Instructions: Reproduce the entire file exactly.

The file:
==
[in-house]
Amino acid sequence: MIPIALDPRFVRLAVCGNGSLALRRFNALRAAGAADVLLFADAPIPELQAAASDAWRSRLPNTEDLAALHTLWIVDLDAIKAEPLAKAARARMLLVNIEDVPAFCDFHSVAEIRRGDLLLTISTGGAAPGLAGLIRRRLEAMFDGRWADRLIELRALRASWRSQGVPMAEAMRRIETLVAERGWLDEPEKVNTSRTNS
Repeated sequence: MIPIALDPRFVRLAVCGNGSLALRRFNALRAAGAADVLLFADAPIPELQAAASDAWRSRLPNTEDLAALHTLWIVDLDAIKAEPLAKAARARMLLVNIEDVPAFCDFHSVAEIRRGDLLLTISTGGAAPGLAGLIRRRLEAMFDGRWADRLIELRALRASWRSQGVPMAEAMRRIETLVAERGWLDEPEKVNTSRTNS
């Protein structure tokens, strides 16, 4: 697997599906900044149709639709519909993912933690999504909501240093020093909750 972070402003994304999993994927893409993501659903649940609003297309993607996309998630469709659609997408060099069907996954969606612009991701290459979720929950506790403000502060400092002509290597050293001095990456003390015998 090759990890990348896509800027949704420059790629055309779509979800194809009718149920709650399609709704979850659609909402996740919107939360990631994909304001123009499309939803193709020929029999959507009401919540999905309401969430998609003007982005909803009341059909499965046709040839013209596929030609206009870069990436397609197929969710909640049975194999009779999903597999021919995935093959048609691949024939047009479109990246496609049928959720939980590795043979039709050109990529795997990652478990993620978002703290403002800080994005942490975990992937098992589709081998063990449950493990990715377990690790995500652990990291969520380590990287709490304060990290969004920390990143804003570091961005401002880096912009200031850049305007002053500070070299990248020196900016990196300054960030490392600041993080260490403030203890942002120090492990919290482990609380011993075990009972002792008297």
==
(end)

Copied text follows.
[in-house]
Amino acid sequence: MIPIALDPRFVRLAVCGNGSLALRRFNALRAAGAADVLLFADAPIPELQAAASDAWRSRLPNTEDLAALHTLWIVDLDAIKAEPLAKAARARMLLVNIEDVPAFCDFHSVAEIRRGDLLLTISTGGAAPGLAGLIRRRLEAMFDGRWADRLIELRALRASWRSQGVPMAEAMRRIETLVAERGWLDEPEKVNTSRTNS
Repeated sequence: MIPIALDPRFVRLAVCGNGSLALRRFNALRAAGAADVLLFADAPIPELQAAASDAWRSRLPNTEDLAALHTLWIVDLDAIKAEPLAKAARARMLLVNIEDVPAFCDFHSVAEIRRGDLLLTISTGGAAPGLAGLIRRRLEAMFDGRWADRLIELRALRASWRSQGVPMAEAMRRIETLVAERGWLDEPEKVNTSRTNS
């Protein structure tokens, strides 16, 4: 697997599906900044149709639709519909993912933690999504909501240093020093909750 972070402003994304999993994927893409993501659903649940609003297309993607996309998630469709659609997408060099069907996954969606612009991701290459979720929950506790403000502060400092002509290597050293001095990456003390015998 090759990890990348896509800027949704420059790629055309779509979800194809009718149920709650399609709704979850659609909402996740919107939360990631994909304001123009499309939803193709020929029999959507009401919540999905309401969430998609003007982005909803009341059909499965046709040839013209596929030609206009870069990436397609197929969710909640049975194999009779999903597999021919995935093959048609691949024939047009479109990246496609049928959720939980590795043979039709050109990529795997990652478990993620978002703290403002800080994005942490975990992937098992589709081998063990449950493990990715377990690790995500652990990291969520380590990287709490304060990290969004920390990143804003570091961005401002880096912009200031850049305007002053500070070299990248020196900016990196300054960030490392600041993080260490403030203890942002120090492990919290482990609380011993075990009972002792008297």